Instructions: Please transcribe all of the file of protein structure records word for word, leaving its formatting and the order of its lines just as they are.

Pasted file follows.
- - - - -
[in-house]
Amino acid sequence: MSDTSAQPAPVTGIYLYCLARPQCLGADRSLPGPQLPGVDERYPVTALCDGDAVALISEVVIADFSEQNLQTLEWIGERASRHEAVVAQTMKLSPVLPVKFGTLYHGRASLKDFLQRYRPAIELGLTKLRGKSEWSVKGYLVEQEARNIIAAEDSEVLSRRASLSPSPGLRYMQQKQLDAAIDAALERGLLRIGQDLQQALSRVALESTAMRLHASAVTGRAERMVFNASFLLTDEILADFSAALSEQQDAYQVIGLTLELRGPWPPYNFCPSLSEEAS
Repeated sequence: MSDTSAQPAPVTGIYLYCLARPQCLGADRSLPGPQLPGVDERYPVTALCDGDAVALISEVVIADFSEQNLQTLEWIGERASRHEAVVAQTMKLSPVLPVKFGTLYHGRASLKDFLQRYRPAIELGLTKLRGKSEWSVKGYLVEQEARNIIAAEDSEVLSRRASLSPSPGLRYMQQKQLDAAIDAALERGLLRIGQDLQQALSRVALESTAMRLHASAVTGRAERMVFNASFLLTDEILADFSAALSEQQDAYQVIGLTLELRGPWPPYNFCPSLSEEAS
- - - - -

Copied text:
[in-house]
Amino acid sequence: MSDTSAQPAPVTGIYLYCLARPQCLGADRSLPGPQLPGVDERYPVTALCDGDAVALISEVVIADFSEQNLQTLEWIGERASRHEAVVAQTMKLSPVLPVKFGTLYHGRASLKDFLQRYRPAIELGLTKLRGKSEWSVKGYLVEQEARNIIAAEDSEVLSRRASLSPSPGLRYMQQKQLDAAIDAALERGLLRIGQDLQQALSRVALESTAMRLHASAVTGRAERMVFNASFLLTDEILADFSAALSEQQDAYQVIGLTLELRGPWPPYNFCPSLSEEAS
Repeated sequence: MSDTSAQPAPVTGIYLYCLARPQCLGADRSLPGPQLPGVDERYPVTALCDGDAVALISEVVIADFSEQNLQTLEWIGERASRHEAVVAQTMKLSPVLPVKFGTLYHGRASLKDFLQRYRPAIELGLTKLRGKSEWSVKGYLVEQEARNIIAAEDSEVLSRRASLSPSPGLRYMQQKQLDAAIDAALERGLLRIGQDLQQALSRVALESTAMRLHASAVTGRAERMVFNASFLLTDEILADFSAALSEQQDAYQVIGLTLELRGPWPPYNFCPSLSEEAS